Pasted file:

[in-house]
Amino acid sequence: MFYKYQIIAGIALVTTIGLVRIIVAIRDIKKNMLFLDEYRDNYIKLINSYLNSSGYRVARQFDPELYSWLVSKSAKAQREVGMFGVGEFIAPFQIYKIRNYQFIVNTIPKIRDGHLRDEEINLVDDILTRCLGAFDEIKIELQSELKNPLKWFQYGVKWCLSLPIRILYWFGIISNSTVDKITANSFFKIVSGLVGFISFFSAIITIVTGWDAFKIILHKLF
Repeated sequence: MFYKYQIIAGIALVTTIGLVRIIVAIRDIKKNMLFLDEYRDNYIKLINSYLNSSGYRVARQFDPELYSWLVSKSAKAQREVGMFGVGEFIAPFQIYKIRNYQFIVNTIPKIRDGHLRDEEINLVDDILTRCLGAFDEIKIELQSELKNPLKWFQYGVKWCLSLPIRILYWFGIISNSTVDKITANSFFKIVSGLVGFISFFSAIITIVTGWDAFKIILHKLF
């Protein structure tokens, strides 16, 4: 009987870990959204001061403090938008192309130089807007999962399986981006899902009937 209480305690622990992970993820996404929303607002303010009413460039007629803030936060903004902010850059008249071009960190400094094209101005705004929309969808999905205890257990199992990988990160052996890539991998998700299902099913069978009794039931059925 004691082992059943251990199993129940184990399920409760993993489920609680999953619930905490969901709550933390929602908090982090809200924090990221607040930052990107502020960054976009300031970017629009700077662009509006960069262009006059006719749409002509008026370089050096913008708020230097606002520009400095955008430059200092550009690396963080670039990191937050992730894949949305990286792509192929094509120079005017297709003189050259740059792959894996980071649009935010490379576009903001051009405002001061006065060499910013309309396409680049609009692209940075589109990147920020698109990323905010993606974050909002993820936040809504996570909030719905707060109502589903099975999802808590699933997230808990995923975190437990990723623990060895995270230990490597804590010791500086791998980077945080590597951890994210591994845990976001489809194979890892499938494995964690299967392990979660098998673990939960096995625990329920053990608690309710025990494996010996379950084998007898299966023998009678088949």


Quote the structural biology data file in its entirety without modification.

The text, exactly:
[in-house]
Amino acid sequence: MFYKYQIIAGIALVTTIGLVRIIVAIRDIKKNMLFLDEYRDNYIKLINSYLNSSGYRVARQFDPELYSWLVSKSAKAQREVGMFGVGEFIAPFQIYKIRNYQFIVNTIPKIRDGHLRDEEINLVDDILTRCLGAFDEIKIELQSELKNPLKWFQYGVKWCLSLPIRILYWFGIISNSTVDKITANSFFKIVSGLVGFISFFSAIITIVTGWDAFKIILHKLF
Repeated sequence: MFYKYQIIAGIALVTTIGLVRIIVAIRDIKKNMLFLDEYRDNYIKLINSYLNSSGYRVARQFDPELYSWLVSKSAKAQREVGMFGVGEFIAPFQIYKIRNYQFIVNTIPKIRDGHLRDEEINLVDDILTRCLGAFDEIKIELQSELKNPLKWFQYGVKWCLSLPIRILYWFGIISNSTVDKITANSFFKIVSGLVGFISFFSAIITIVTGWDAFKIILHKLF
């Protein structure tokens, strides 16, 4: 009987870990959204001061403090938008192309130089807007999962399986981006899902009937 209480305690622990992970993820996404929303607002303010009413460039007629803030936060903004902010850059008249071009960190400094094209101005705004929309969808999905205890257990199992990988990160052996890539991998998700299902099913069978009794039931059925 004691082992059943251990199993129940184990399920409760993993489920609680999953619930905490969901709550933390929602908090982090809200924090990221607040930052990107502020960054976009300031970017629009700077662009509006960069262009006059006719749409002509008026370089050096913008708020230097606002520009400095955008430059200092550009690396963080670039990191937050992730894949949305990286792509192929094509120079005017297709003189050259740059792959894996980071649009935010490379576009903001051009405002001061006065060499910013309309396409680049609009692209940075589109990147920020698109990323905010993606974050909002993820936040809504996570909030719905707060109502589903099975999802808590699933997230808990995923975190437990990723623990060895995270230990490597804590010791500086791998980077945080590597951890994210591994845990976001489809194979890892499938494995964690299967392990979660098998673990939960096995625990329920053990608690309710025990494996010996379950084998007898299966023998009678088949």